The ’95 version with the band is OK until Gabrels starts jerking off.

  4. Wonderful, deep, sophisticated piece, one of my absolute favourites. Besides the album track, I love the many different live versions, too. It is amazing what Bowie and Garson do with this song to let it always sound different live. May I say that I feel a bit honoured that you could use my “audio upgrade” of the Wembley 1995 version.

  5. Remco says:

    Every now and again someone in this section wonders how younger people could have gotten into latter day Bowie. This song would be my answer, it really is up there with his best work. Not only his best since ‘Scary Monsters’, but to my ears it beats anything on side two of that album.
    Chris, am I wrong in thinking that you’re not a big fan of this one?

    • col1234 says:

      I admire it, get a kick out of it, don’t love it. the Centre Pompidou of Bowie songs.

      • Estelle says:

        “the Centre Pompidou of Bowie songs.”… ha, makes me smile ! In my youth in Paris I was a suscriber and would go the the Centre Pompidou once a week at least. Indeed sometimes learning about modern art and its errance the painful way more than enjoying it.
        A Small Plot is however a masterpiece to me (for now, I’ll stick to the album version, as I am discovering later DB work –and Outside– only since DB passed away, slowly, slowly, like sipping in it –Outside is such a strong powerful liquor.)
        I am not sure what you mean by “the Centre Pompidou song” –too complicated, abstract, conceptual, and even ugly? I could agree that would mean the song is not SO great, though if I understood well, that could make it also fit very well into the Outside album concept.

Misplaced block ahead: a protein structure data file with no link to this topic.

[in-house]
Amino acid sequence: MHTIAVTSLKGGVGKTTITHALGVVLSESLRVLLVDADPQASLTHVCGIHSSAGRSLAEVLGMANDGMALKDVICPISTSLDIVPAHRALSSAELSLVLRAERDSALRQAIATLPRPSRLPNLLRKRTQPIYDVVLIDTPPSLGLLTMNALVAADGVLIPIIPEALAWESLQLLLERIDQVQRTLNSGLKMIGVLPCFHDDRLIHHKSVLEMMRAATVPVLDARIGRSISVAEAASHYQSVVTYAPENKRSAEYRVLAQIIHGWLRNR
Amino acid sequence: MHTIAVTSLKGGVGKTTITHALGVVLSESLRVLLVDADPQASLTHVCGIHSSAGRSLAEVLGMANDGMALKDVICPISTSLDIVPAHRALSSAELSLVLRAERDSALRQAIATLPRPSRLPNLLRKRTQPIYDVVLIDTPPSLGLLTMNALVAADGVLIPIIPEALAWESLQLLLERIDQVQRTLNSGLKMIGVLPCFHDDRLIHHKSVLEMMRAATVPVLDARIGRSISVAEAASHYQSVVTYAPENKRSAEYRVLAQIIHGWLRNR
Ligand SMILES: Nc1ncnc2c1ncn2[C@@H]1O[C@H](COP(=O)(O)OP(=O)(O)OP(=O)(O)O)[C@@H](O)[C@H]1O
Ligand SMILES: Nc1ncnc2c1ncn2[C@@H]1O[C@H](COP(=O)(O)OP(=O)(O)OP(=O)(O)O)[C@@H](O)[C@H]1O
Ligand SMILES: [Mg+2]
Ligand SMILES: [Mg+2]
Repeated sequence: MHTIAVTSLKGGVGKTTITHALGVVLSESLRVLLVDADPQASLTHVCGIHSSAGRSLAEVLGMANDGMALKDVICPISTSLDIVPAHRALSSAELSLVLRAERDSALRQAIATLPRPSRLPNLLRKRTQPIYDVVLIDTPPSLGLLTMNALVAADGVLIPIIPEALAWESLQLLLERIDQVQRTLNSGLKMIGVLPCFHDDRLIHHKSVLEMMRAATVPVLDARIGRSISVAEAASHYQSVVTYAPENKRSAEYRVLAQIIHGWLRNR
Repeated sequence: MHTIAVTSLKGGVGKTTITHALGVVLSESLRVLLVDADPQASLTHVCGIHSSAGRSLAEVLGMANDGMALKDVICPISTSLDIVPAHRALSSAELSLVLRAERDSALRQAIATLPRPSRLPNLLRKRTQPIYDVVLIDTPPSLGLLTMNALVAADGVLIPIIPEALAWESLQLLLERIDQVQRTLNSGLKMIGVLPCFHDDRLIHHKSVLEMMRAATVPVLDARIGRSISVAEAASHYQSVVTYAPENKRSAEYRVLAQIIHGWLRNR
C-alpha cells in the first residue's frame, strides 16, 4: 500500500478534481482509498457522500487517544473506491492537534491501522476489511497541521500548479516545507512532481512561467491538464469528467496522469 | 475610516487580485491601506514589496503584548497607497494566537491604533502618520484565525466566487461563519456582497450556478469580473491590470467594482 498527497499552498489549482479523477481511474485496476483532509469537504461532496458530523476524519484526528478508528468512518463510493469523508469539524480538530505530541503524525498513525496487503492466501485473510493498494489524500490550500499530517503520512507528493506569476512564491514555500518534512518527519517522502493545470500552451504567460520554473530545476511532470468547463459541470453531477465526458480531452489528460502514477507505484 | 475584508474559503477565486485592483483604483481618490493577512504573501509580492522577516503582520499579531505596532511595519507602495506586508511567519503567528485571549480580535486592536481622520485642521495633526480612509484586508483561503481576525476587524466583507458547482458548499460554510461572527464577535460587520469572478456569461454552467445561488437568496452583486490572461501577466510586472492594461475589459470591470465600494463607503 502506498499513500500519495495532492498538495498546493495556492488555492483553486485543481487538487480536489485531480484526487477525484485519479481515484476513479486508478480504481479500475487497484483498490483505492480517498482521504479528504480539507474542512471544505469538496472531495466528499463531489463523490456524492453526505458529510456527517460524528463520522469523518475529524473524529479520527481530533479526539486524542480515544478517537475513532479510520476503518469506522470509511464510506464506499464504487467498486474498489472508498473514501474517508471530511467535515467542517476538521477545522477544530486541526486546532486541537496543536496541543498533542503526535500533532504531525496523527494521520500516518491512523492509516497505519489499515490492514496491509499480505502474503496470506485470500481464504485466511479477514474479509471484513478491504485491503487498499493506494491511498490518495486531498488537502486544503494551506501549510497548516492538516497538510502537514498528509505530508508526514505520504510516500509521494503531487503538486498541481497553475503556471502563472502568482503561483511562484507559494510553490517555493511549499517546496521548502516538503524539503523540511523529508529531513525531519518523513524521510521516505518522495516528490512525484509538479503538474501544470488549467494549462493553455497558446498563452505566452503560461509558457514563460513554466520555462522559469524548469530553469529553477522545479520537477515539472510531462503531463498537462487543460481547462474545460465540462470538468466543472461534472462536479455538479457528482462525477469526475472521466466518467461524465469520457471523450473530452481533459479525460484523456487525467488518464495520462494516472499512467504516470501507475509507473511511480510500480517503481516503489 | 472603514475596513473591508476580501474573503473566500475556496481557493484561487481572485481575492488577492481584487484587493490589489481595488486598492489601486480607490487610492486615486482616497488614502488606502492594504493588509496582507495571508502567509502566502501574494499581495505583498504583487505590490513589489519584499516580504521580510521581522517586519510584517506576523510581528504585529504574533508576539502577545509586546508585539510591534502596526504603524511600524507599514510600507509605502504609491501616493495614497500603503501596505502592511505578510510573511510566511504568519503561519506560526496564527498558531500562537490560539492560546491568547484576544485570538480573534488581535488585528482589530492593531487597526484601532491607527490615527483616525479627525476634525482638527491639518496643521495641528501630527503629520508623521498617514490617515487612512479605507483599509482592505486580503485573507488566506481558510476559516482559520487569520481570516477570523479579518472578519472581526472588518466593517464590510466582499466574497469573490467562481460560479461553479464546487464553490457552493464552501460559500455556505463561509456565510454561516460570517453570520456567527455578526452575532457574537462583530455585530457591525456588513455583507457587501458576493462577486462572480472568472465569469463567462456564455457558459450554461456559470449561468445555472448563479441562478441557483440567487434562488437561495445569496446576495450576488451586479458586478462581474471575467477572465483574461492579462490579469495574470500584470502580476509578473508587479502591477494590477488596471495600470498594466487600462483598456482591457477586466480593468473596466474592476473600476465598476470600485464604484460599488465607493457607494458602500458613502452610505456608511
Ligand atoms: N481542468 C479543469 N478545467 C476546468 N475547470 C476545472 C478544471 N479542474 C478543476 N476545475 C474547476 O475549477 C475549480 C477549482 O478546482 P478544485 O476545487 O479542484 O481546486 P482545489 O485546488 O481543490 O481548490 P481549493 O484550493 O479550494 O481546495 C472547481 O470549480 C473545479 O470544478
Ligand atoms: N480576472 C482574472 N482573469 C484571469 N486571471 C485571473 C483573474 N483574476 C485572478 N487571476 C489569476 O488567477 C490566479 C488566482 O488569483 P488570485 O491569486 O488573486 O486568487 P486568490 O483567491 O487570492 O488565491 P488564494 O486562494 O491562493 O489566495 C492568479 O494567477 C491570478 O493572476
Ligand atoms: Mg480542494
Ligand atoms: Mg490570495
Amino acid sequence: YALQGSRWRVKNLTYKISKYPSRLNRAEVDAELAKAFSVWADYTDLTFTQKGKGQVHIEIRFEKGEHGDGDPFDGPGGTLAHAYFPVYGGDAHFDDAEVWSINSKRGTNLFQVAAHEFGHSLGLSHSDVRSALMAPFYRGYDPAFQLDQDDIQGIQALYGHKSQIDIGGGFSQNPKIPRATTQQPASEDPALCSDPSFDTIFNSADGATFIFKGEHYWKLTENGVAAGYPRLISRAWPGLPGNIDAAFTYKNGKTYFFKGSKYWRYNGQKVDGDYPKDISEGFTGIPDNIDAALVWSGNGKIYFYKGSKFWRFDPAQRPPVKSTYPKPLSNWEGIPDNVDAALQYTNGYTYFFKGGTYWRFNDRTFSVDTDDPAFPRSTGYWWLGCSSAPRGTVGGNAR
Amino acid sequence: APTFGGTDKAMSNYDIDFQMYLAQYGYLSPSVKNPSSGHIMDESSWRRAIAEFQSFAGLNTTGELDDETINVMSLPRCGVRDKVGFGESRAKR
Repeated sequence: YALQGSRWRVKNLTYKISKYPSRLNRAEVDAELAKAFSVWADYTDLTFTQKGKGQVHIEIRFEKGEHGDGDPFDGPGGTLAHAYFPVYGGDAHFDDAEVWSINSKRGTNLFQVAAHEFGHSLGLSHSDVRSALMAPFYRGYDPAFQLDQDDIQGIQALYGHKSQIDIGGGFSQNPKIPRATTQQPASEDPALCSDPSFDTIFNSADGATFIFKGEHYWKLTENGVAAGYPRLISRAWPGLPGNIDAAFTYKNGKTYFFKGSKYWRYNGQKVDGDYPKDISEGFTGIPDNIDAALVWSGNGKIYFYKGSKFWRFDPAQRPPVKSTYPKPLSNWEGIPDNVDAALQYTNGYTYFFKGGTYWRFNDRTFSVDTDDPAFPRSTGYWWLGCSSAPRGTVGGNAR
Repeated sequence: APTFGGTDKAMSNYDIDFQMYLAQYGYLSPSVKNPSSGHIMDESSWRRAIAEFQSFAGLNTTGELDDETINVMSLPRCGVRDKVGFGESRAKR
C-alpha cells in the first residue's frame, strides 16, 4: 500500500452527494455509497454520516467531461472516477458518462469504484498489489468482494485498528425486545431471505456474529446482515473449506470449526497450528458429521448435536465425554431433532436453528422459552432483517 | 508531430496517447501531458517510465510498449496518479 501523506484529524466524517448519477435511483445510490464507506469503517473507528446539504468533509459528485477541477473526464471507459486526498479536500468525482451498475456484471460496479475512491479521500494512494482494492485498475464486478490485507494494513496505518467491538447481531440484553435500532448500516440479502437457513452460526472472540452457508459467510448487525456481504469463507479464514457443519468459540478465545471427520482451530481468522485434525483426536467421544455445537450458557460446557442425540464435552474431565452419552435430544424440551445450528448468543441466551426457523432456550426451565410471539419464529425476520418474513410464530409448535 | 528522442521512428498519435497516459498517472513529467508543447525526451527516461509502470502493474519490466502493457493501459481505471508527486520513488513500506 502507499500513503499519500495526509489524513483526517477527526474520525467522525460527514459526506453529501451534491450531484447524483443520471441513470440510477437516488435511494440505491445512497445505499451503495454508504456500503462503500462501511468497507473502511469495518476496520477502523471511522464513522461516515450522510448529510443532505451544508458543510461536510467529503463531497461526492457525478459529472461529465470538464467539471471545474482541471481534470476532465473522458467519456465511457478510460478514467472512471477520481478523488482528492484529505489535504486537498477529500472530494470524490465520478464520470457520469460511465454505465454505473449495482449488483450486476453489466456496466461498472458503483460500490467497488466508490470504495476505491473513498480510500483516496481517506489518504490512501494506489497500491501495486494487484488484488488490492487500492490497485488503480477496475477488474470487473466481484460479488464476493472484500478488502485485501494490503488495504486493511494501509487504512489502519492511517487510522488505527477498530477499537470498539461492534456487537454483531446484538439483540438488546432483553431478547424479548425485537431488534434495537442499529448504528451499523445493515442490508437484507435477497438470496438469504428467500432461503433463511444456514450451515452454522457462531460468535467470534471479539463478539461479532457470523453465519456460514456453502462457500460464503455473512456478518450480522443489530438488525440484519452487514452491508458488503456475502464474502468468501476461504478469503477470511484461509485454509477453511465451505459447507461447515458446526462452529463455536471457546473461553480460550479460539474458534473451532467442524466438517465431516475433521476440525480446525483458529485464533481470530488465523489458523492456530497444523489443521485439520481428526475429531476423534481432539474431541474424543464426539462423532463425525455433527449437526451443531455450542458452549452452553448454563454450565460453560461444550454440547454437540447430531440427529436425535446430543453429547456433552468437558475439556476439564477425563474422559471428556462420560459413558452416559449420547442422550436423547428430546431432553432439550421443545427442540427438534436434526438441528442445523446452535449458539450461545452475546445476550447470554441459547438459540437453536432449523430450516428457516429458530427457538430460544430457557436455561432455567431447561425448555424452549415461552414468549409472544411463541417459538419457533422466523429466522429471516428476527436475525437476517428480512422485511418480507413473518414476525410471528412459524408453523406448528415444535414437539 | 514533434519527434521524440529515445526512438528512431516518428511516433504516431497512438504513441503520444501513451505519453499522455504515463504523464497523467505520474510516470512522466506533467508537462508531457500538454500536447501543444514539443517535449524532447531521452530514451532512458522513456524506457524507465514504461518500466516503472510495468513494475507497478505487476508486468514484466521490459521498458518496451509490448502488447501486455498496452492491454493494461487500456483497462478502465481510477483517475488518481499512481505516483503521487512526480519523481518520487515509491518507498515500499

Yet I like to relate to art primarily with my senses rather than through very abstract complicated thought processes. The fact is that this song –from the very first bass + piano notes, the intro of the intro, onward– touches right into my autonomic nervous system and moves me to tears –the intensity, the depth of the sound, the sadness of madness, the cry on “Poooooooooor…” with its tone of firy anger (Maj in his/her comment calls the voice “pagan” –agreed!) yet landing so gently and softly with Dunce, pure singing genious. I get caught in this piece and do listen to it in loops for a number of times. I am in a trance. This piece even swings!
        Maybe I am deranged, maybe I am extremely sensitive to madness’ dead end, to the tragedy we live in. Bowie is here making sense of the madness and of the sensitivity to it, and of the whole intensity. Whatever itches, he played it (as he said). This piece is a relief, a catharsis to me, I cannot not love it. I don’t remember anything at the Centre Pompidou ever did this to me. This song in particular (and others on Outside in general) brings me back in complete awe and love with the later Bowie.